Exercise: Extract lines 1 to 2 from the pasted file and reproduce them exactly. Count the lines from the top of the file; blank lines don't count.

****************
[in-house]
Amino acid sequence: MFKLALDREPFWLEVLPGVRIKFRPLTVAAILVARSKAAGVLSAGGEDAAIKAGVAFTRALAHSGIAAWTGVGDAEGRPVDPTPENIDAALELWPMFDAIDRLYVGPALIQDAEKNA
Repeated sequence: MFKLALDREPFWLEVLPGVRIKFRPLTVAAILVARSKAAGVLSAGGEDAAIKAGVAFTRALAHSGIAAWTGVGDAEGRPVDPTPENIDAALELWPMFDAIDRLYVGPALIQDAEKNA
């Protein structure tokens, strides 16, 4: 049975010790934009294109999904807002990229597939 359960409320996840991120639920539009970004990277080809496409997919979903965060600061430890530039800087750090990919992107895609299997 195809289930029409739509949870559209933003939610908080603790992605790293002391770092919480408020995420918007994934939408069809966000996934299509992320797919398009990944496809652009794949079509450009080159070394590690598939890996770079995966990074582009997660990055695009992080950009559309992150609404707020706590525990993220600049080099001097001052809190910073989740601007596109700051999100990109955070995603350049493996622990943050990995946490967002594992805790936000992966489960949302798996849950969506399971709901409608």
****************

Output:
[in-house]
Amino acid sequence: MFKLALDREPFWLEVLPGVRIKFRPLTVAAILVARSKAAGVLSAGGEDAAIKAGVAFTRALAHSGIAAWTGVGDAEGRPVDPTPENIDAALELWPMFDAIDRLYVGPALIQDAEKNA